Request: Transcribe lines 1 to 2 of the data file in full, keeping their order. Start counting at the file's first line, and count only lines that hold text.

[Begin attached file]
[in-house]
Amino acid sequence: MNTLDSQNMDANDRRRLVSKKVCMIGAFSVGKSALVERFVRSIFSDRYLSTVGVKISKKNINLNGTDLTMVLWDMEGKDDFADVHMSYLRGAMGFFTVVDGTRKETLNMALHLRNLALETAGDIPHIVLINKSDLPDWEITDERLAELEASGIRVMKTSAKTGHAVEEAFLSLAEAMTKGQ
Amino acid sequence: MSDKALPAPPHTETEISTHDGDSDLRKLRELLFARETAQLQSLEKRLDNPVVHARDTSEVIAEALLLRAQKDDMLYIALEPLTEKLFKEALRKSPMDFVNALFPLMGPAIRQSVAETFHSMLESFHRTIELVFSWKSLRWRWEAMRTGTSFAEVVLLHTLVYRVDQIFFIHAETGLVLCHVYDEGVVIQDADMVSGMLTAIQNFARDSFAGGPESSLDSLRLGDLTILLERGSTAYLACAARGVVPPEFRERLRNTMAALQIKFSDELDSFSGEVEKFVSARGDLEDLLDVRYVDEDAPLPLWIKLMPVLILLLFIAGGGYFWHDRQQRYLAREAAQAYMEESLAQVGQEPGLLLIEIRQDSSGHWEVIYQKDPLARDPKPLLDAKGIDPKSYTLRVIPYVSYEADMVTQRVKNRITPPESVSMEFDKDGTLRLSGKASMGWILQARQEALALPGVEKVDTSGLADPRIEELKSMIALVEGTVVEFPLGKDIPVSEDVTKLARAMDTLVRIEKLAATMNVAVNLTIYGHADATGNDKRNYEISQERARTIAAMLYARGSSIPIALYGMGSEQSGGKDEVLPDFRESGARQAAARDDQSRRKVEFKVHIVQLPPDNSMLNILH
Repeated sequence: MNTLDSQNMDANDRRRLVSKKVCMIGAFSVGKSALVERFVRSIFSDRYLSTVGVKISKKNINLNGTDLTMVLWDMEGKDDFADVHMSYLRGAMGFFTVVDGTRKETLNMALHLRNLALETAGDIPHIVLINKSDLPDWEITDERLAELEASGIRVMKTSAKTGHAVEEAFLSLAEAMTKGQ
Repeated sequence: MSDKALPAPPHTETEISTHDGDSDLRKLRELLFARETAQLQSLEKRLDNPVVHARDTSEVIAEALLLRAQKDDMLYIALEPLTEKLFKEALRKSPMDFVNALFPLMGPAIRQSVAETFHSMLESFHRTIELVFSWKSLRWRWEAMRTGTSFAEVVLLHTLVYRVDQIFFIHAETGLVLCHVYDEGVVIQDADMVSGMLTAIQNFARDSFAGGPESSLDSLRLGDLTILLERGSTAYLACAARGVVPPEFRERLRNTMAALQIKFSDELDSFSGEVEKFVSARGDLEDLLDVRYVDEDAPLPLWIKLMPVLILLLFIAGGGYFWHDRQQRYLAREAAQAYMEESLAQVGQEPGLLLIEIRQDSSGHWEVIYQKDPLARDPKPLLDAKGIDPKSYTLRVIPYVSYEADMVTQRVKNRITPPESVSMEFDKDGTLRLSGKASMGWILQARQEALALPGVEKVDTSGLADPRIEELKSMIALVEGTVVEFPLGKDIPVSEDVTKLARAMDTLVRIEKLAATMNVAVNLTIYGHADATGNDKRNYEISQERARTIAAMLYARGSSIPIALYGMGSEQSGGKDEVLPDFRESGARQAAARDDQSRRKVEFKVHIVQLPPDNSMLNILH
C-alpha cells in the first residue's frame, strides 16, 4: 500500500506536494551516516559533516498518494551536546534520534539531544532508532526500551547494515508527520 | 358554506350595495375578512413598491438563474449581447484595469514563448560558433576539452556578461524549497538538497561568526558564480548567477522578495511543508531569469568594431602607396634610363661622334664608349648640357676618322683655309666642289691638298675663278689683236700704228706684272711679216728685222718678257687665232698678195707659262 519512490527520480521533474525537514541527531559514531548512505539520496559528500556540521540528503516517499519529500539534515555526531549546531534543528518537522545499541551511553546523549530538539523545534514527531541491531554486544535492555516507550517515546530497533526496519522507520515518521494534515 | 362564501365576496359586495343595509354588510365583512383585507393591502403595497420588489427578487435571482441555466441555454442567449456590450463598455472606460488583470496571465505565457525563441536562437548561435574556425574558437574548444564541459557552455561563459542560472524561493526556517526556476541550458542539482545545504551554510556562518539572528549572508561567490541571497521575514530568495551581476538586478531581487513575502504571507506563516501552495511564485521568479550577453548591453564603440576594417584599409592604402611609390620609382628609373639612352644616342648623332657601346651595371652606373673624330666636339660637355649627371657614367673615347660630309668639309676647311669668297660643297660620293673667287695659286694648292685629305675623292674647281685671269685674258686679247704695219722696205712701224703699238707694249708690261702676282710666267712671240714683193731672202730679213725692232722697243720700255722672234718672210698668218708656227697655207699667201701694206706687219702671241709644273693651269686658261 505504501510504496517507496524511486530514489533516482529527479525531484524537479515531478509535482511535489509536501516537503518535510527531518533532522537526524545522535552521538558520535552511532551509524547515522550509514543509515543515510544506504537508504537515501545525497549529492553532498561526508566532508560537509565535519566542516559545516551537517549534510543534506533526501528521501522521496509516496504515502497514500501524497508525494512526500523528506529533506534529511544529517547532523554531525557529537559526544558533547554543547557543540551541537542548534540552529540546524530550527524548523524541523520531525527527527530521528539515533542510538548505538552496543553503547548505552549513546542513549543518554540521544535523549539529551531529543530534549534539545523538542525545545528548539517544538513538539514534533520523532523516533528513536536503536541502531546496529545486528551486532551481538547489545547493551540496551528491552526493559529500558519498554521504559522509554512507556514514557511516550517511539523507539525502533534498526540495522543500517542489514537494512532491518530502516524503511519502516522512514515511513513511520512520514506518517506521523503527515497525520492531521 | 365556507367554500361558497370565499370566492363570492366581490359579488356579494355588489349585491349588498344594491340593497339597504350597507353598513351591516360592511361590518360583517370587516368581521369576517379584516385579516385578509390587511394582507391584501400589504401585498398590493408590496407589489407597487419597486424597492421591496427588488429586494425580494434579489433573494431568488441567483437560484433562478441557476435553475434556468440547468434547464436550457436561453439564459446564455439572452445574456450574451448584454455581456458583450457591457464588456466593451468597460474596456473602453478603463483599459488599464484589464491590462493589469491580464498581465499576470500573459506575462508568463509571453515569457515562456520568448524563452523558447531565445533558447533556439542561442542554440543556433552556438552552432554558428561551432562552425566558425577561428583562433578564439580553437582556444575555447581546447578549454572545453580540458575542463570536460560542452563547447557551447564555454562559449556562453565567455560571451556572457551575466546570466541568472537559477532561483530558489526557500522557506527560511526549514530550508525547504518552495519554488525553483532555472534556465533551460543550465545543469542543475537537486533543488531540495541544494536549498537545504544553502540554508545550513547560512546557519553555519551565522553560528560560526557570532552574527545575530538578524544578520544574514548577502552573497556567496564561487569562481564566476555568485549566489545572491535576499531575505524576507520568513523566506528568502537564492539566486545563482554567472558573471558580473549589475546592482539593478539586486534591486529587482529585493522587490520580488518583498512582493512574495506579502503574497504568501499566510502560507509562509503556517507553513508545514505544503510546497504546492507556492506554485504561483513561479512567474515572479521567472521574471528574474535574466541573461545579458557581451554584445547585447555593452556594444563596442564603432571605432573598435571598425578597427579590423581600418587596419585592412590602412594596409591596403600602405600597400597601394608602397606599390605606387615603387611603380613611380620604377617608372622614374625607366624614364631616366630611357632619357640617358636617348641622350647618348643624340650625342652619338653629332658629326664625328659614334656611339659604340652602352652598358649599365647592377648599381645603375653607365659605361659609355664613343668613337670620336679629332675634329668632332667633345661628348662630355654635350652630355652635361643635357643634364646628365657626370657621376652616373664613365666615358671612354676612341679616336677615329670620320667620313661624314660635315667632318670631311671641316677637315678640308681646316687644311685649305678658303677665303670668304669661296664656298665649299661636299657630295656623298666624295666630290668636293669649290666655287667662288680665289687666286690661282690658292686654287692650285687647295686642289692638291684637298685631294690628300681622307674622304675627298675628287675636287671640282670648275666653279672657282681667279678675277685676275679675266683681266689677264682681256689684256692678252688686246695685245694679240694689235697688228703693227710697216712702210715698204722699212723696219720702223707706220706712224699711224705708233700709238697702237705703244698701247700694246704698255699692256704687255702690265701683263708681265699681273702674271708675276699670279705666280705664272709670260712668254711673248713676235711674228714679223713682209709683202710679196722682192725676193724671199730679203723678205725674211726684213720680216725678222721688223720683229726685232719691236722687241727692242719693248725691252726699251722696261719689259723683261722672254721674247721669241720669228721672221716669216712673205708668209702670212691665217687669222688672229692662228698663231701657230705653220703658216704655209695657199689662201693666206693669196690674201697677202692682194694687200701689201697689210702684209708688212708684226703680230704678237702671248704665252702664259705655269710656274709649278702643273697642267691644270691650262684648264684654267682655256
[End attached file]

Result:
[in-house]
Amino acid sequence: MNTLDSQNMDANDRRRLVSKKVCMIGAFSVGKSALVERFVRSIFSDRYLSTVGVKISKKNINLNGTDLTMVLWDMEGKDDFADVHMSYLRGAMGFFTVVDGTRKETLNMALHLRNLALETAGDIPHIVLINKSDLPDWEITDERLAELEASGIRVMKTSAKTGHAVEEAFLSLAEAMTKGQ